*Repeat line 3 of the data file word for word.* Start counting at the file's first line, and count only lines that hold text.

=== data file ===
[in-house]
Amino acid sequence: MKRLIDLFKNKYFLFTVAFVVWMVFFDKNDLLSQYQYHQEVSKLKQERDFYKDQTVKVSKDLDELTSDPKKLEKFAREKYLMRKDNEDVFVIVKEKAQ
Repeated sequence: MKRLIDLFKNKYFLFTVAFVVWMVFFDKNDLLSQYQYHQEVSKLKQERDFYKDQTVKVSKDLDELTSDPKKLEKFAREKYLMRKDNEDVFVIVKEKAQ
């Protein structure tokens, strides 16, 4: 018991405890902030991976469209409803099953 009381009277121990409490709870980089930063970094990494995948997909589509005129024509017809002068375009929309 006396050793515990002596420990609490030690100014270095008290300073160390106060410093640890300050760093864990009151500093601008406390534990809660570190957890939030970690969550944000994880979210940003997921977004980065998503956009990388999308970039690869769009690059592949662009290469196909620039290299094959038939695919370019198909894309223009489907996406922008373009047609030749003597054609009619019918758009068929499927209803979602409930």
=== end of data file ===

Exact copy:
Repeated sequence: MKRLIDLFKNKYFLFTVAFVVWMVFFDKNDLLSQYQYHQEVSKLKQERDFYKDQTVKVSKDLDELTSDPKKLEKFAREKYLMRKDNEDVFVIVKEKAQ